Georgia’s Score Reduces in Corruption Perception Index 2017
By Tea Mariamidze
Friday, February 23
Berlin-based Transparency International (TI) Secretariat has released the results of its annual Corruption Perception Index (CPI) 2017, according to which, Georgia’s score has been reduced.
The report, released on February 21, reads that Georgia is ranked 46th among 180 countries with the score of 56 points while in previous report Georgia’s score was 57 and it was ranked 44th. In the ranking, 100 points indicate the lowest level of perceived corruption while 0- the highest level.
TI Georgian branch reports that according to this year’s survey, Georgia’s decrease of the score by one point is considered insignificant, however, added that the stability of Georgia’s position in CPI over the past several years indicates that, after Georgia made a certain progress, its government still needs to enhance its anti-corruption efforts.
As for the country’s results during the last years the data looks as follows:
2012- 52 points (51th place)
2013 - 49 points (55th place)
2014 - 52 points (50th place)
2015 - 52 points (48th place)
2016 - 57 points (44th place)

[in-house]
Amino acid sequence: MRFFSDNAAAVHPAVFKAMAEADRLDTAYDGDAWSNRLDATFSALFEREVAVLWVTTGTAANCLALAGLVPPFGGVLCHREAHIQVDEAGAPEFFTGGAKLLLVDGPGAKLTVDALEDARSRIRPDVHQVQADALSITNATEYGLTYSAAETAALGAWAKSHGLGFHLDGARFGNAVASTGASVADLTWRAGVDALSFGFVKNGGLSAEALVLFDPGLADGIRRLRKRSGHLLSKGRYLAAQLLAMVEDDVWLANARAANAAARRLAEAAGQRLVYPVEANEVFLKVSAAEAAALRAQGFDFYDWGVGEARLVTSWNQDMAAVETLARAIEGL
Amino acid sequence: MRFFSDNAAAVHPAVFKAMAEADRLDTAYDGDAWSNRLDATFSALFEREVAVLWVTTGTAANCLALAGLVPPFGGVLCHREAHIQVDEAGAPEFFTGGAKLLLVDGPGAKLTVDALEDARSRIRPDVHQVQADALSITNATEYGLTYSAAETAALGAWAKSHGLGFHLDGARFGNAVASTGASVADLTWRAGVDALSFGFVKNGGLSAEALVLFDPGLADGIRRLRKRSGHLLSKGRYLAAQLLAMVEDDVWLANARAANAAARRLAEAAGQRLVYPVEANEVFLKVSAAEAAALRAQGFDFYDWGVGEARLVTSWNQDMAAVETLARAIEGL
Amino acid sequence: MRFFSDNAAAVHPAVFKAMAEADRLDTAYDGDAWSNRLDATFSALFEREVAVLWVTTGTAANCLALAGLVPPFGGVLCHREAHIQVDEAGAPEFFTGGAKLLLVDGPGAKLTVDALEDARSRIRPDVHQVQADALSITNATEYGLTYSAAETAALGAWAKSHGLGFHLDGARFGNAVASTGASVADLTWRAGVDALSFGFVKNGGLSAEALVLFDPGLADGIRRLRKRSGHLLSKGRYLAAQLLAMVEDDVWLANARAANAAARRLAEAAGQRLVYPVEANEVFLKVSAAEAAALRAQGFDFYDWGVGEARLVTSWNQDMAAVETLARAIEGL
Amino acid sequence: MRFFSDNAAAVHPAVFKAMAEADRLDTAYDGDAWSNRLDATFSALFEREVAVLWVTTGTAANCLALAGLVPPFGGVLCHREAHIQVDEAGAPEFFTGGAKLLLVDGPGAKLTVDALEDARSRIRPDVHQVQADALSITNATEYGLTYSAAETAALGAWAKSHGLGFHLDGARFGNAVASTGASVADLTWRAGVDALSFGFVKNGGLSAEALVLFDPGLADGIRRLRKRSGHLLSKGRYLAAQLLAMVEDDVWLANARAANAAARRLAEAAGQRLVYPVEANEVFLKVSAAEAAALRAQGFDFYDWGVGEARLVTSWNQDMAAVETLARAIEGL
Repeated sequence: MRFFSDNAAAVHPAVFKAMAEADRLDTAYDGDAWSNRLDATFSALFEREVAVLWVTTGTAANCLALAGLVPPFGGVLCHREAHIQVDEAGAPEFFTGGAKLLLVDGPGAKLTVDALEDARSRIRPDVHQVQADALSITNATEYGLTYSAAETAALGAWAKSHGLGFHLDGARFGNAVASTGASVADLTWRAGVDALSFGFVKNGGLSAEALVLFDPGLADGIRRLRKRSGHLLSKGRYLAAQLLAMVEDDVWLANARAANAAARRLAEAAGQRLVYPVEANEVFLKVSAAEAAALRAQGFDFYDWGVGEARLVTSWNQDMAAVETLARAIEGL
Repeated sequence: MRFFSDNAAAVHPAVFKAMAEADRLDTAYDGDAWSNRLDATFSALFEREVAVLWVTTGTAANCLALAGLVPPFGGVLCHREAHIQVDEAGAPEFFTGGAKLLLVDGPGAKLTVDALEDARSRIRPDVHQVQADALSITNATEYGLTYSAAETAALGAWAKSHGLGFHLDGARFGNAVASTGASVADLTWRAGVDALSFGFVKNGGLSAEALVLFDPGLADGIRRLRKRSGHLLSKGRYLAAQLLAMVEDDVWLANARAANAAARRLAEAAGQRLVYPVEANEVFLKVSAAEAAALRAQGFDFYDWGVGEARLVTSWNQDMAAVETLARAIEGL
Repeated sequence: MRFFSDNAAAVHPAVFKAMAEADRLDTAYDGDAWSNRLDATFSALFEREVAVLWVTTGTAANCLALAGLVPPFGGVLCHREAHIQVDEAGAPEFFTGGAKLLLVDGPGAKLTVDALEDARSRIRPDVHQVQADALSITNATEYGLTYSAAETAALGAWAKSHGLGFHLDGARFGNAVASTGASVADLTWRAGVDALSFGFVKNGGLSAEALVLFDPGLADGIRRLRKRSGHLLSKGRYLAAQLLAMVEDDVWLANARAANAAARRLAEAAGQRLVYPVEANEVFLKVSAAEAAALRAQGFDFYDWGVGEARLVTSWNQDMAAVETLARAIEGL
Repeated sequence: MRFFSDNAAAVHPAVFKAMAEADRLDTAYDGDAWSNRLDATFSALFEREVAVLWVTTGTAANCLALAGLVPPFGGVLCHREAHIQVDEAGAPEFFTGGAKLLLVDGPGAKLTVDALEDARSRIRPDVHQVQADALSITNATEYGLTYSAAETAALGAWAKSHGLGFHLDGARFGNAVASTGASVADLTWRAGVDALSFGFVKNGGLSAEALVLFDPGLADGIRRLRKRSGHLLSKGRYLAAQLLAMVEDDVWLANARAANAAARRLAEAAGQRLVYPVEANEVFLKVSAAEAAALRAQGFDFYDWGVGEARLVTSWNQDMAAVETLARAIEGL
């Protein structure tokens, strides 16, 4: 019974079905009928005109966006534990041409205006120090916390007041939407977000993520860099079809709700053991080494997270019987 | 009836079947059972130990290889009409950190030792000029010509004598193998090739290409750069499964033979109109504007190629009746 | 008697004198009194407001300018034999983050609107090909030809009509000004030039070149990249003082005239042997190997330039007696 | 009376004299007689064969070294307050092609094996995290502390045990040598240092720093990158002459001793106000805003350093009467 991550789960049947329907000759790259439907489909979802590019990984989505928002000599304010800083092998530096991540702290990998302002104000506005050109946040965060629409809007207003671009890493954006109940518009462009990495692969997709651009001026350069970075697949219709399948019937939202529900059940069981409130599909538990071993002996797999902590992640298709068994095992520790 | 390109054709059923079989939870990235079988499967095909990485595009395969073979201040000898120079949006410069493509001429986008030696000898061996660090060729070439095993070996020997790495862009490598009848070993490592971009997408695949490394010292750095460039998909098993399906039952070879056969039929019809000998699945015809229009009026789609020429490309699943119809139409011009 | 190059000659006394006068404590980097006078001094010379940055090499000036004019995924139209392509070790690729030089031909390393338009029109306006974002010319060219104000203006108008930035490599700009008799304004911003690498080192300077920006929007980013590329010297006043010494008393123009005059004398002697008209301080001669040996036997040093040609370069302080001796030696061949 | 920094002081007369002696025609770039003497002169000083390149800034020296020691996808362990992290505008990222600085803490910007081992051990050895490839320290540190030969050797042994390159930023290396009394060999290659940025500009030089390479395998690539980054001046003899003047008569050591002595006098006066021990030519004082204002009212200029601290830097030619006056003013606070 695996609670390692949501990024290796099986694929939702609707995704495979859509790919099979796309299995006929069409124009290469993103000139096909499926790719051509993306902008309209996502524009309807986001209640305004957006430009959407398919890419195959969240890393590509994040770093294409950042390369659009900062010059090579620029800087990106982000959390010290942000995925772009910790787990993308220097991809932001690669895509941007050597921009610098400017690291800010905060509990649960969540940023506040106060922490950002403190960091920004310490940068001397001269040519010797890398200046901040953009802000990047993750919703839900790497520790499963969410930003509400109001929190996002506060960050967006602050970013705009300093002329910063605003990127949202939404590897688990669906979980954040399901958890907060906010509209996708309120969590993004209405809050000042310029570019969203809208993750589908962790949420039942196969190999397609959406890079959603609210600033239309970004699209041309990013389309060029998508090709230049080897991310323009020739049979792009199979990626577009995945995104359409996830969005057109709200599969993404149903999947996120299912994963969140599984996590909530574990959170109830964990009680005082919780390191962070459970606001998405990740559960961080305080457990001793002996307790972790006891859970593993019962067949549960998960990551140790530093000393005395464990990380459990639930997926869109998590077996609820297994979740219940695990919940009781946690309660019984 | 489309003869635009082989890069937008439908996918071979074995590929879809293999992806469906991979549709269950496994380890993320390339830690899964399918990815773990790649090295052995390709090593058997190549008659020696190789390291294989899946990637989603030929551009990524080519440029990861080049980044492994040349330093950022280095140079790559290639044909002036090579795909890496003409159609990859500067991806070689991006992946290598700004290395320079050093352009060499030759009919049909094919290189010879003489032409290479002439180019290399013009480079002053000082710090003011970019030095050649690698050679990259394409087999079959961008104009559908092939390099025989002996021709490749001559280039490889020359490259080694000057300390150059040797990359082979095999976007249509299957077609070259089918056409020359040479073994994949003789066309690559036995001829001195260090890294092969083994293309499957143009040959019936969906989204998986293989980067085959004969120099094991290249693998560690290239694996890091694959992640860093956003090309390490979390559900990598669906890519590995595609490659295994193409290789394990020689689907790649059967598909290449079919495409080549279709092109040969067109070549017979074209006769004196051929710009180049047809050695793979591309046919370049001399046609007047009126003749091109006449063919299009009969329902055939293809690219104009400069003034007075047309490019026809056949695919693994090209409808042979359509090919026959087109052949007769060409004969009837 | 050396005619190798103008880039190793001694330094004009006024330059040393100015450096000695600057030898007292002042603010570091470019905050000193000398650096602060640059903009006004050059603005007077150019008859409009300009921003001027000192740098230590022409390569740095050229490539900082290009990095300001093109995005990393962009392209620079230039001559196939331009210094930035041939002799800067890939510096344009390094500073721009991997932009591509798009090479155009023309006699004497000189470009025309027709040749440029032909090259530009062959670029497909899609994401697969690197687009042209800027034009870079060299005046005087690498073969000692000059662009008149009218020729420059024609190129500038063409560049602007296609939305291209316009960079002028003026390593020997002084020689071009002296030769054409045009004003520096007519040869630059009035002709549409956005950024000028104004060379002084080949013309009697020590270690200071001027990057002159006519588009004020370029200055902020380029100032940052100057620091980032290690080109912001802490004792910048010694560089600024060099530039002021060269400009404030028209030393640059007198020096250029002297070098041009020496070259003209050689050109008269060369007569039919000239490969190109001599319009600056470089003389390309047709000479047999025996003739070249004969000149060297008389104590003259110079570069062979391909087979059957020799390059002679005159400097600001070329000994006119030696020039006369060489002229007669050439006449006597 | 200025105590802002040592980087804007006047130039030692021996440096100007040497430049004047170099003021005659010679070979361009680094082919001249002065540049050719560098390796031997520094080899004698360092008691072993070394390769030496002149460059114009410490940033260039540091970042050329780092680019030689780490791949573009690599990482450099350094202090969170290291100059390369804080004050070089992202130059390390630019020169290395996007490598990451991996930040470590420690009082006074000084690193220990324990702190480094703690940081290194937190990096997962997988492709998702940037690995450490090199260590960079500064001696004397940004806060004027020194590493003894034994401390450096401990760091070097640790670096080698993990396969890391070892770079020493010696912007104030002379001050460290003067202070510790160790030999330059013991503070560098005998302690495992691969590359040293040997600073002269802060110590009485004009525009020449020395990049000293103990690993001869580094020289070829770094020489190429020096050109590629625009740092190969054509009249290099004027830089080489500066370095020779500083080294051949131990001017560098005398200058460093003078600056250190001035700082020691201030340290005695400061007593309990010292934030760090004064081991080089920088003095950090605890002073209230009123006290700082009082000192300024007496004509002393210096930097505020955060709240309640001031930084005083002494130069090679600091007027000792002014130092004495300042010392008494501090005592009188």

TI says that despite the improvements, some measures need to be carried out in Georgia in order to further eliminate corruption:
1. Informal influence on state institutions should be eliminated and public and private sectors should be effectively separated.
2. Oversight of the Parliament of Georgia over the executive branch should be strengthened.
3. An independent anti-corruption agency should be created.
4. Independency and political impartiality of judicial authorities and law enforcement agencies should be ensured.
5. Independent, professional civil service should be created which will be free from nepotism and political influence.
6. Supervisory and regulatory institutions independency should be strengthened
Effective, anti-corruption mechanisms should be created in state enterprises.
7. Journalists, who reveal corruption facts, should be supported and proper measures should be carried out based on their obtained information.
8. Institutional independence of oversight and regulatory institutions, such as State Audit Service, State Procurement Agency, Competition Agency, Georgian National Communications Commission should be strengthened.
The organization says Georgia’s score in CPI 2017 is based on the following studies: Bertelsmann Stiftung’s Transformation Index, World Economic Forum Executive Opinion Survey, World Justice Project Rule of Law Index, Global Insight’s Country Risk Rating, Freedom House’s Nations in Transit, Varieties of Democracy Project.
As for the other countries, the level of perceived corruption is the lowest in New Zealand and Denmark (89 and 88 points) and the highest in Somalia (9 points), South Sudan (12 points) and Syria (14 points).